Does climate change exist and should we worry about it? The question that crossed the minds of many executives at ExxonMobil. From 1998 to 2008, the company’s scientists were convinced that climate change did not have negative consequences on society. During that time, there were two opposing school of thoughts on the reliability of scientific data that suggested climate change was negatively impacting the world.
But why would climate change matter to ExxonMobil? Because ExxonMobil has built an extremely profitable company from extracting and refining crude oil.
Now fast forward to 2016, ExxonMobil’s CEO has publicly admitted to the negative effects of climate change .
Video: Rex Tillerson admits Global Warming is real
But again, why should ExxonMobil care about the impact of climate change? To answer this question, we must further investigate the current business model of ExxonMobil.
ExxonMobil has three main business units: Upstream (extraction of oil or natural gas from the ground), Downstream, (refining of crude oil to gasoline or other byproducts) and Chemicals (refining of oil into other chemical byproducts, such as plastics and glue). All three industries are big contributors to greenhouse gases: the oil and natural gas industry emits 225 million metric tons CO2 equivalent, the refining industry emits 182 million metric tons CO2 equivalent, and the chemical industry emits 180 million metric tons CO2 equivalent.
ExxonMobil as a corporation has been responsible for 4.7% to 5.3% of humanity’s industrial greenhouse gas emissions since 1882. Considering the new greenhouse regulations, such as the Environmental Protection Agency (EPA) new standards, that are aiming to reduce global greenhouse gas emissions, ExxonMobil must re-examine its current operating model and consider removing the company’s dependency on crude oil. Moreover, as an employee of an ExxonMobil Chemicals plant, I learned about the multiple fines that were imposed on the company for exceeding its daily allowable emission of greenhouse gases. To try to prevent the fines, management was constantly considering new ways to reduce the amount of emissions. The company built new units that recovered gases that would historically be emitted into the atmosphere. Since these new units do not improve throughput or machine utilization, the cost is completely associated with continued operations and will decrease the company’s margins. Also, with the continued increase of regulations, similar expenditures are expected to be implemented throughout every division of the corporation.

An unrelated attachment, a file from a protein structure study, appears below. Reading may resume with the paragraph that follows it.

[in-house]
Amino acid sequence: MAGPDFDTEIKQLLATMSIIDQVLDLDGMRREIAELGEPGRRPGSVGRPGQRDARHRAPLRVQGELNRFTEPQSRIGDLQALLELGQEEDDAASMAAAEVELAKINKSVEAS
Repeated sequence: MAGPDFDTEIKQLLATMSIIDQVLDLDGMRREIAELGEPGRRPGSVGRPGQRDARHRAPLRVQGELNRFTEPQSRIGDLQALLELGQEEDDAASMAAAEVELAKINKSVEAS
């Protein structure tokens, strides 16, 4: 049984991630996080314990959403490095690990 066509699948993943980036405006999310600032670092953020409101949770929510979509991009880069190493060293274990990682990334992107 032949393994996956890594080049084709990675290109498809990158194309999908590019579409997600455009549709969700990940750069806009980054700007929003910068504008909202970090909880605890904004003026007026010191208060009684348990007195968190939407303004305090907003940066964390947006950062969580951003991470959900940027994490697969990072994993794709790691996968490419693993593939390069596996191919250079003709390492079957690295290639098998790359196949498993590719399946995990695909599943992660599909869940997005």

Acknowledging the need to move in a new direction, the company has taken the following steps:
- Selling Assets: The company’s new strategy is to sell certain assets, such as refineries. Within the last few years, the company sold the Torrance, CA and the Chalmette, LA refinery. As an employee, it was communicated to the employees that all manufacturing plants, such as refineries and chemical plants, are up for sale, especially in states with very stringent emission regulations, such as California.
- Investing in New Technologies: ExxonMobil has recently made large investments into a Fuel Cell company that focuses on using carbon capture and sequestration (CSS) to remove carbon dioxide from streams in natural gas and power plants. The company also made large investments into producing liquid transportation fuels from algae.
Working in the Research and Engineering division of the company, I learned about the large investments that the company made to improve operations and to find ways to reduce the emissions of greenhouse gases. The company has made tremendous strides to change the direction of the company, but why not completely change the business?
Challenges of Changing the Business